I know, it was a pure impossibility. W probably wasn’t among the wedding guests closeted up in the Mountain Village. Nor would the Secret Service likely allow him to ride the gondola, particularly unaccompanied. But then I thought, OK, say there’s an agent or two in there with us. Late summer lightning shuts the thing down for an indefinite period. We’re swinging up there with lots of time to get past the awkward bits and down to brass tacks.
I asked a friend what he’d say. We happened to be waiting in line for a film up in the Mountain Village on Saturday, the day of the purported Bush-Lauren rehearsal dinner at Gorono Ranch Restaurant. My friend said he didn’t think he’d be able to say anything at all: “I’d probably try to strangle him.”
An honest fellow. A part of me was right there with him. “So much damage done,” this friend said. “So much harm.”
But don’t forget (in my fantasy) there are the guys in dark glasses with buds in their ears. So, the strangling option was out. I would be left with just words – to find them or not find them in an inevitably prickly situation.
I asked Ellen what she’d say. She answered that she probably wouldn’t say a thing. I could see her sitting there steaming, trembling with opportunity and restraint, unable to speak to a man who had so infuriated her over the course of eight long years. A man Ellen came to dislike so she had to put her fingers in her ears and sing, “La, La, La, La . . .” every time his voice came on the radio.
This was an honest reaction, too, this say-nothing option, and an amazing one given Ellen’s upbringing as a polite social creature. Ellen’s instinct is to fill an awkward silence, to draw out strangers, to make others feel welcomed and worthy. For Ellen to deny her training and imagine only a stony rebuke said volumes about the enmity she felt and still feels.
I too would feel the pull of manners, to stifle my angriest thoughts, this being a human being sitting on the bench across from me. This being a happy occasion, presumably, for Shrub. The damage done. His administration history.
But there would be another part of me that would want to shake off the charitable, and the nerves, and insist on Bush hearing from an aggrieved constituent. This being Film Festival weekend as well as Double RL wedding weekend, I figured I’d start by asking if he’d seen Taxi to the Dark Side. This is the Alex Gibney documentary about the first detainee in the war on terror, an innocent Afghan taxi driver who was tortured to death by American soldiers in Bagram prison in 2002.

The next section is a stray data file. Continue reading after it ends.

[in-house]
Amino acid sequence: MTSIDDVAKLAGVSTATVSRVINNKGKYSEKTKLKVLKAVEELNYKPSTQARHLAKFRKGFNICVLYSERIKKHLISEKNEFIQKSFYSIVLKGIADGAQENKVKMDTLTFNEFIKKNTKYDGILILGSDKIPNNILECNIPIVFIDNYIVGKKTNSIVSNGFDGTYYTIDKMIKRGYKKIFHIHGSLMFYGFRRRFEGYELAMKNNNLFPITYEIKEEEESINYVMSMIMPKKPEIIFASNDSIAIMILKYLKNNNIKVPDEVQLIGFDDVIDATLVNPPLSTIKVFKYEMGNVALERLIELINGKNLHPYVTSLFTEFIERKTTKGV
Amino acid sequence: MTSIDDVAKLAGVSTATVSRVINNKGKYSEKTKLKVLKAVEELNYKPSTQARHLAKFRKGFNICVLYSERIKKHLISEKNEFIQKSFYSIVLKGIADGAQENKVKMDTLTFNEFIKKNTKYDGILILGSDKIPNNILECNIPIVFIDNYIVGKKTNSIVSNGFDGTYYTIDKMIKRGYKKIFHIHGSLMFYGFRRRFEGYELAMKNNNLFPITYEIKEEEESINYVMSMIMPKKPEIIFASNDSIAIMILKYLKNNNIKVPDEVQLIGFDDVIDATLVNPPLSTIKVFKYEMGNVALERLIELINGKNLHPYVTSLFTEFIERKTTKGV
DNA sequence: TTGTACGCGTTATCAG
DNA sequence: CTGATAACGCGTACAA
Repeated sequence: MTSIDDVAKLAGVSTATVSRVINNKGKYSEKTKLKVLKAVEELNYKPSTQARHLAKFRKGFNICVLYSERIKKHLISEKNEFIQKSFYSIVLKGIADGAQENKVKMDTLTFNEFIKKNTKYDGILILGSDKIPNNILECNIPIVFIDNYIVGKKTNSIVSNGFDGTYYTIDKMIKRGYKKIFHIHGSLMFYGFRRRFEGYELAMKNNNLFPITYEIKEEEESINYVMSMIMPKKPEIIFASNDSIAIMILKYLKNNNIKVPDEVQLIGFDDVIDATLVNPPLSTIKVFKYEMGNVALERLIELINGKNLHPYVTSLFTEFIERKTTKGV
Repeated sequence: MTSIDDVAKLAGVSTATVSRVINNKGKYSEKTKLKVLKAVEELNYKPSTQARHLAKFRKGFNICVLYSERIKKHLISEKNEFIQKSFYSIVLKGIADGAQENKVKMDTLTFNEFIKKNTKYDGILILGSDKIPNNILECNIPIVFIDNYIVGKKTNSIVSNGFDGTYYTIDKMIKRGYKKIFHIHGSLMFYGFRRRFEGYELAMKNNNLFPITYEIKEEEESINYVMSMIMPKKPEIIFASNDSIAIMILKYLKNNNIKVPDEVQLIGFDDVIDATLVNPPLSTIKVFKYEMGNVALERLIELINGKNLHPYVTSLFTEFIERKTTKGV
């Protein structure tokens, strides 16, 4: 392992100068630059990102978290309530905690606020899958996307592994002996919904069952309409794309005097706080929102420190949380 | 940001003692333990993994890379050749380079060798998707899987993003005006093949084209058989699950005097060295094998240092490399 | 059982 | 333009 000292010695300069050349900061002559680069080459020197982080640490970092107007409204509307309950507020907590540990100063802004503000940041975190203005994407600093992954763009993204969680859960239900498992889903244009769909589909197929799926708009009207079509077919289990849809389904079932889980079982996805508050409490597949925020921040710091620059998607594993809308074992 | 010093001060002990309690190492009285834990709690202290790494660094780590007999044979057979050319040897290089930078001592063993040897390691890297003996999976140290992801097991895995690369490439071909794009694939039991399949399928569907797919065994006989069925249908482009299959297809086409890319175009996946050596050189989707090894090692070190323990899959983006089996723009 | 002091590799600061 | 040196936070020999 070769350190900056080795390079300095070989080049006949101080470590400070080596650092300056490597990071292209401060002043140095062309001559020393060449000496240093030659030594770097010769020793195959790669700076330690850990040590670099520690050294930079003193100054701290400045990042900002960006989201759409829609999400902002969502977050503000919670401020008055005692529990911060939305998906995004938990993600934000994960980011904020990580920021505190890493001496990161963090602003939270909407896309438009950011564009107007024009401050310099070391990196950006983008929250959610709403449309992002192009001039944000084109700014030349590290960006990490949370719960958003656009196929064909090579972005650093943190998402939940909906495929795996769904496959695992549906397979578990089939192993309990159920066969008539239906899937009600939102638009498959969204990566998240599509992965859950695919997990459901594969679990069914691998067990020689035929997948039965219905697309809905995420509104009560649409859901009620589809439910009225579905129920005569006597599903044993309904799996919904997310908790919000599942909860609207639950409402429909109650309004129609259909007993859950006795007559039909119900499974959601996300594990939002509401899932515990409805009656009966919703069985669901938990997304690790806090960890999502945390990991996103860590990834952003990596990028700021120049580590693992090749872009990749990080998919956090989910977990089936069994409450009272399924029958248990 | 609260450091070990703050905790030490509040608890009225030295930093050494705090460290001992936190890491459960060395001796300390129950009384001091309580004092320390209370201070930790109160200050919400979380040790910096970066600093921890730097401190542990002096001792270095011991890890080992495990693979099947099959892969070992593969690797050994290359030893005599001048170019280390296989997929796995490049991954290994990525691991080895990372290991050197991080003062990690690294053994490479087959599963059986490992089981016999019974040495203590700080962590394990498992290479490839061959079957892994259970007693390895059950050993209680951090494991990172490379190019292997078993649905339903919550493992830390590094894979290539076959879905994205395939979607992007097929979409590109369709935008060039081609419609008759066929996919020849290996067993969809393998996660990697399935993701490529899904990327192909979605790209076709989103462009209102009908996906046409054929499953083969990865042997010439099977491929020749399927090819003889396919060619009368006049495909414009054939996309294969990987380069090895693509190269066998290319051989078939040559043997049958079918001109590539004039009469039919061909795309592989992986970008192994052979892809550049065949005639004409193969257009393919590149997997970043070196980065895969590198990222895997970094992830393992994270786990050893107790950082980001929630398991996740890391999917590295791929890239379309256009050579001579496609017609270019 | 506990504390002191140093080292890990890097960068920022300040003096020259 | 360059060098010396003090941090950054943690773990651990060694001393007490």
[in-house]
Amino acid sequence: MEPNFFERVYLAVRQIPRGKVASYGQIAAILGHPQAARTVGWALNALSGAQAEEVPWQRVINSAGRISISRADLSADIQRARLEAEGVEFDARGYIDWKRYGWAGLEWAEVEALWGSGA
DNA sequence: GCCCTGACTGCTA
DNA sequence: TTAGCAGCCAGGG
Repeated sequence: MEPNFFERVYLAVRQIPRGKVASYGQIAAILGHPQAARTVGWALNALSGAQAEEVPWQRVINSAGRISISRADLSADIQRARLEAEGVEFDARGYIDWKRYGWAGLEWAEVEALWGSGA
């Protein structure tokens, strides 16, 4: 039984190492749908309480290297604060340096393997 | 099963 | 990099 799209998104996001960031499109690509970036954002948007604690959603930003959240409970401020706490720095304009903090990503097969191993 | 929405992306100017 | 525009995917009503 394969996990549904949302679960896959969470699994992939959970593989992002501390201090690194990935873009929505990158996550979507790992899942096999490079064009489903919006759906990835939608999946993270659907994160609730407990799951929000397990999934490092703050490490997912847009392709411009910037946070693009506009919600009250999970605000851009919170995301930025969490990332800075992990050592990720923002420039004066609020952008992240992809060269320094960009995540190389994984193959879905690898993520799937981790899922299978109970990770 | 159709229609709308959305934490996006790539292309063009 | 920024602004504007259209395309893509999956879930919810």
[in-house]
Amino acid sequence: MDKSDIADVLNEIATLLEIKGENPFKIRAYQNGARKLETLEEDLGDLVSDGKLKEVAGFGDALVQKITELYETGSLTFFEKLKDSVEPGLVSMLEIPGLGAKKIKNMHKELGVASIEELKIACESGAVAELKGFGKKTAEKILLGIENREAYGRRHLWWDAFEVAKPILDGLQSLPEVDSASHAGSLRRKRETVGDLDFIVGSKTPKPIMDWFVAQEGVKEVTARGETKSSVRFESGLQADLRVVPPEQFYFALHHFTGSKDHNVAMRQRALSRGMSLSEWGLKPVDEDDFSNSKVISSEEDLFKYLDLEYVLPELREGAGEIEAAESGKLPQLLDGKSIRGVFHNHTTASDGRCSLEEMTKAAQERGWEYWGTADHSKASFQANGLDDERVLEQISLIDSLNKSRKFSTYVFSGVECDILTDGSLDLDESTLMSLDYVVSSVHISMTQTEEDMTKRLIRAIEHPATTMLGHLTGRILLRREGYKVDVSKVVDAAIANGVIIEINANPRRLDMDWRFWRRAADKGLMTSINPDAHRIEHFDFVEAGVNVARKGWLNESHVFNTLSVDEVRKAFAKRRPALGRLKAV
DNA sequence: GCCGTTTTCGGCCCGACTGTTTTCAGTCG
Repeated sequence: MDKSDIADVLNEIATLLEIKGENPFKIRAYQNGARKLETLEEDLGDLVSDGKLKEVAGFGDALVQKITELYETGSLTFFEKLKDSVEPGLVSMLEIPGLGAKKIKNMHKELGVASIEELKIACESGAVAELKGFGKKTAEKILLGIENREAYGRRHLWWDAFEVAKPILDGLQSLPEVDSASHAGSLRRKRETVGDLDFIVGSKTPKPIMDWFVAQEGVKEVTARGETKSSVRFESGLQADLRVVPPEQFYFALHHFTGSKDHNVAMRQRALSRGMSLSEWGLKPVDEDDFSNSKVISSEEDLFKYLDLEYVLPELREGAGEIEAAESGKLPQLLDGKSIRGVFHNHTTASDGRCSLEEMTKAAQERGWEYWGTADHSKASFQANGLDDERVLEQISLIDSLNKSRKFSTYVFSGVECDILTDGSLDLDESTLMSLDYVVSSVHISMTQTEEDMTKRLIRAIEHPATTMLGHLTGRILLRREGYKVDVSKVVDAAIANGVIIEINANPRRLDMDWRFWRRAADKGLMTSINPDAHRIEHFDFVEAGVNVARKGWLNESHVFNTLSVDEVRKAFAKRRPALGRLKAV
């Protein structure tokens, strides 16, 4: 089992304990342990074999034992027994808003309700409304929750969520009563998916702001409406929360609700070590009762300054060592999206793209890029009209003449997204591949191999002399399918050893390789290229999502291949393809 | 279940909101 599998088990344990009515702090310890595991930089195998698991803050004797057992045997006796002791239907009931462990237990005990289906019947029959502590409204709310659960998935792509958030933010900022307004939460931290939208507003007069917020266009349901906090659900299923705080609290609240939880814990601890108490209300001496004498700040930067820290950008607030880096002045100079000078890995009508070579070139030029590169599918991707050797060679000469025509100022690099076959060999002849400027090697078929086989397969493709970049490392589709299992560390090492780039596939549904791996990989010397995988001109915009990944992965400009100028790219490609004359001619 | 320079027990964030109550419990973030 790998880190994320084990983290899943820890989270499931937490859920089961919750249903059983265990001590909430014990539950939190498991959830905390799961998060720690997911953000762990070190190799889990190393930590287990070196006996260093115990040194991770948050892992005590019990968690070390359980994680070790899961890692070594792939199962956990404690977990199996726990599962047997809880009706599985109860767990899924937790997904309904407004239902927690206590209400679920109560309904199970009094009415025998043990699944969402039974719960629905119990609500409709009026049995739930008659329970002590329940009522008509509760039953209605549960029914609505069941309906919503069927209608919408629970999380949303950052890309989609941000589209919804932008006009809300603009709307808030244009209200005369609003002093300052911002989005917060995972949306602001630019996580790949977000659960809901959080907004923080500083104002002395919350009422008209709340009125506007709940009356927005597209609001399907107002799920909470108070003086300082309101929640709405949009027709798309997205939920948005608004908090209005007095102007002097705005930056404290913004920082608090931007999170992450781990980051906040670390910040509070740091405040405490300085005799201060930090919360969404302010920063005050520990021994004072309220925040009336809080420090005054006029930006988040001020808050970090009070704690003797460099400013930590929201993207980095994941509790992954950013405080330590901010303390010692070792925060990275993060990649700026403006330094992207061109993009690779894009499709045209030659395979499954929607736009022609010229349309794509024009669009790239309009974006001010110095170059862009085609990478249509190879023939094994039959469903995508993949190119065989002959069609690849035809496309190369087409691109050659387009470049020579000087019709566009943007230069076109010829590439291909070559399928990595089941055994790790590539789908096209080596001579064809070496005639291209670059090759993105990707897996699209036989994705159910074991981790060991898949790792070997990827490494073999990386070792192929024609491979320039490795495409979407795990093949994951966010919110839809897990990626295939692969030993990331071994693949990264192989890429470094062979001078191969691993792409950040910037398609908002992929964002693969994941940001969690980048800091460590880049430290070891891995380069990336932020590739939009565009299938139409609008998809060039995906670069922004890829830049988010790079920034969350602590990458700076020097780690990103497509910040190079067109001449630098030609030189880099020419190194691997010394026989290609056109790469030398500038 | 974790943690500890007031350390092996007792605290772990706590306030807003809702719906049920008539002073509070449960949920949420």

I know, I know. Even if he had seen it, it’d be like water off a duck’s back, oil on water. But I’d want him to hear it anyway. How he and Mr. “Dark Side” himself, Dick Cheney, and Donald Rumsfeld, and John Yoo, and Alberto Gonzalez – how all of their lies about “torture” and “extraordinary rendition” and “unlawful combatants” and “weapons of mass destruction” didn’t fool everybody, didn’t fool a lot of people, people who were painfully ashamed to be Americans with such dissemblers for leaders.
When you, I would say to Mr. Bush, got on TV and said straight into the camera, “America does not torture,” what were you thinking? We already knew about the water boarding, and the attack dogs, and the sexual humiliation, and the darkness, and the sleep deprivation, and the hanging of men from the ceiling by their shackles. We already had Abu Ghraib and Guantanamo.
You wanted to exploit the patriot in us, but we saw the deep-seated weakness at work, the essential weakness of a bully, one who isn’t at all certain of his own strength, or in this case, of the strength of a nation to survive with its moral compass intact.
I would ask you, Mr. President, to take a look at the final scene of the movie. Look at it before you descend into senility, or total O.J.-style denial. (I realize this may be asking too much, but surely, surely there is some recognition, deep inside, of the counterfeit.)
Look at yourself at the microphone talking about the Geneva Conventions on torture and the words that prohibit “cruel, inhuman or degrading treatment.”
And then you got that smirking school-boy look and paused for a second before whining, “How vague is that?”